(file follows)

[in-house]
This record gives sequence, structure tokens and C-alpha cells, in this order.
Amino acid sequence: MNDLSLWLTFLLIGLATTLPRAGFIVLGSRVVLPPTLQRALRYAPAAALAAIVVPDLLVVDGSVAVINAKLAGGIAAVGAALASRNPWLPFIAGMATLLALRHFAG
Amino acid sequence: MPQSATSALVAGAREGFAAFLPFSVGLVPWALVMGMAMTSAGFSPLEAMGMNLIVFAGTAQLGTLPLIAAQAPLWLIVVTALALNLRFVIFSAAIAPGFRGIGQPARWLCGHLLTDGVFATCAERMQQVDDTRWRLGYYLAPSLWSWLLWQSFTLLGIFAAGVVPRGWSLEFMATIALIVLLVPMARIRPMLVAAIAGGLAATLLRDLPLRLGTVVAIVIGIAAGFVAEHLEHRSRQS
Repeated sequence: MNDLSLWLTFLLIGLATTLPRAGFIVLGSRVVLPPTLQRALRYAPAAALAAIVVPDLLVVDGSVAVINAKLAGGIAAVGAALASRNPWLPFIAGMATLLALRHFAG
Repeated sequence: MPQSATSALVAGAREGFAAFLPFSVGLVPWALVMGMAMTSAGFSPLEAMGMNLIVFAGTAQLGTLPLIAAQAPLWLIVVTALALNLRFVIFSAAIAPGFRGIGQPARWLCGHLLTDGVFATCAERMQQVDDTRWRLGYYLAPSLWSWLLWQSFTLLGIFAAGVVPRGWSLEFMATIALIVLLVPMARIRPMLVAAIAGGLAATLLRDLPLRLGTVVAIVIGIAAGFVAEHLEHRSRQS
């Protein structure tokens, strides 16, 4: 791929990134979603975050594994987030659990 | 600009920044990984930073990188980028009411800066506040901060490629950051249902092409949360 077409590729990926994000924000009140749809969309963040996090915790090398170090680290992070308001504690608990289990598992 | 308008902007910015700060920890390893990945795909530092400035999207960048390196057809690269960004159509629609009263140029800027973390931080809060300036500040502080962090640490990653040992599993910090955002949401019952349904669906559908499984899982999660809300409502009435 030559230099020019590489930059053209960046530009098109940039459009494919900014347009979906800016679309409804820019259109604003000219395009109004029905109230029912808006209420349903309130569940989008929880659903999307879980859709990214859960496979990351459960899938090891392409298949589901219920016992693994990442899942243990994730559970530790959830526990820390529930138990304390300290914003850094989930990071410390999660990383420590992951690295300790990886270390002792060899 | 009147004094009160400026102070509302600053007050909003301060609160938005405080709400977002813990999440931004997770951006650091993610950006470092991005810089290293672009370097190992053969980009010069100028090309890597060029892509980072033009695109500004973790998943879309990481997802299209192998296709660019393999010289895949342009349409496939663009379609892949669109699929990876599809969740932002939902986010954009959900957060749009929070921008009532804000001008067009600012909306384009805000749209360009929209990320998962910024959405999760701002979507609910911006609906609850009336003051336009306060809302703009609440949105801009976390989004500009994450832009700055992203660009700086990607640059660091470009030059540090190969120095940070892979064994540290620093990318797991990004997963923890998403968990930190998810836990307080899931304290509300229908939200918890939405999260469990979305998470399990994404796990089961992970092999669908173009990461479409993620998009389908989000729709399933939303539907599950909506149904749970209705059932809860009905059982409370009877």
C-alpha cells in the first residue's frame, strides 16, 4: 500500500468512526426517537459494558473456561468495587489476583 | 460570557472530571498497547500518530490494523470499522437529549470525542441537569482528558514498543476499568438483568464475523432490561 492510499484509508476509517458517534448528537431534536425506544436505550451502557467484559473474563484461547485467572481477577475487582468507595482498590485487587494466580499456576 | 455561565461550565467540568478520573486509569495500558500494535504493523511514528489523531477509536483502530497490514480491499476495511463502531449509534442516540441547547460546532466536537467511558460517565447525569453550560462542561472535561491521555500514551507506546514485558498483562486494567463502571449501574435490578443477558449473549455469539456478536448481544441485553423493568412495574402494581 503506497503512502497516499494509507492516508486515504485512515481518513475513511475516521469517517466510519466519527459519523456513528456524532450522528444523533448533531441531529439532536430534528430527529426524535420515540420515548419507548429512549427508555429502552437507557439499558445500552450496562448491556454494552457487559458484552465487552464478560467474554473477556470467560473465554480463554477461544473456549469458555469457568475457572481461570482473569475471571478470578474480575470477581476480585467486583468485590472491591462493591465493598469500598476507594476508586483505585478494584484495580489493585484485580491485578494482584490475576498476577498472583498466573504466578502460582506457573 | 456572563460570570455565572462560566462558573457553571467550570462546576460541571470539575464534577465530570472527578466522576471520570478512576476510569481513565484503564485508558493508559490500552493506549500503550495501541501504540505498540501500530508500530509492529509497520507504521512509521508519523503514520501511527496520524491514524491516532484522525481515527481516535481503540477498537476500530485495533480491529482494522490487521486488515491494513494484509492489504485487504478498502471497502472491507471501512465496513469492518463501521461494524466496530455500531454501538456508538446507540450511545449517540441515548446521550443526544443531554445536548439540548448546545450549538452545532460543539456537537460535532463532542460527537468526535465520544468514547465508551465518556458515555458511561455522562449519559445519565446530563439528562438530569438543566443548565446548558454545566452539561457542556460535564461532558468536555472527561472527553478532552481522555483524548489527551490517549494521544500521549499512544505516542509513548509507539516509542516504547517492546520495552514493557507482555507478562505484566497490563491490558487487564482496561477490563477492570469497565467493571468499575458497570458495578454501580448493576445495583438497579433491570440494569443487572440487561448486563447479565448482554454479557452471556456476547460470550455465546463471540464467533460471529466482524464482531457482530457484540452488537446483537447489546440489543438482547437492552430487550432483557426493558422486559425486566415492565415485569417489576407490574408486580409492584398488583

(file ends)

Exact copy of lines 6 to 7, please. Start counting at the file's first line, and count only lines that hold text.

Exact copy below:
Repeated sequence: MPQSATSALVAGAREGFAAFLPFSVGLVPWALVMGMAMTSAGFSPLEAMGMNLIVFAGTAQLGTLPLIAAQAPLWLIVVTALALNLRFVIFSAAIAPGFRGIGQPARWLCGHLLTDGVFATCAERMQQVDDTRWRLGYYLAPSLWSWLLWQSFTLLGIFAAGVVPRGWSLEFMATIALIVLLVPMARIRPMLVAAIAGGLAATLLRDLPLRLGTVVAIVIGIAAGFVAEHLEHRSRQS
């Protein structure tokens, strides 16, 4: 791929990134979603975050594994987030659990 | 600009920044990984930073990188980028009411800066506040901060490629950051249902092409949360 077409590729990926994000924000009140749809969309963040996090915790090398170090680290992070308001504690608990289990598992 | 308008902007910015700060920890390893990945795909530092400035999207960048390196057809690269960004159509629609009263140029800027973390931080809060300036500040502080962090640490990653040992599993910090955002949401019952349904669906559908499984899982999660809300409502009435 030559230099020019590489930059053209960046530009098109940039459009494919900014347009979906800016679309409804820019259109604003000219395009109004029905109230029912808006209420349903309130569940989008929880659903999307879980859709990214859960496979990351459960899938090891392409298949589901219920016992693994990442899942243990994730559970530790959830526990820390529930138990304390300290914003850094989930990071410390999660990383420590992951690295300790990886270390002792060899 | 009147004094009160400026102070509302600053007050909003301060609160938005405080709400977002813990999440931004997770951006650091993610950006470092991005810089290293672009370097190992053969980009010069100028090309890597060029892509980072033009695109500004973790998943879309990481997802299209192998296709660019393999010289895949342009349409496939663009379609892949669109699929990876599809969740932002939902986010954009959900957060749009929070921008009532804000001008067009600012909306384009805000749209360009929209990320998962910024959405999760701002979507609910911006609906609850009336003051336009306060809302703009609440949105801009976390989004500009994450832009700055992203660009700086990607640059660091470009030059540090190969120095940070892979064994540290620093990318797991990004997963923890998403968990930190998810836990307080899931304290509300229908939200918890939405999260469990979305998470399990994404796990089961992970092999669908173009990461479409993620998009389908989000729709399933939303539907599950909506149904749970209705059932809860009905059982409370009877």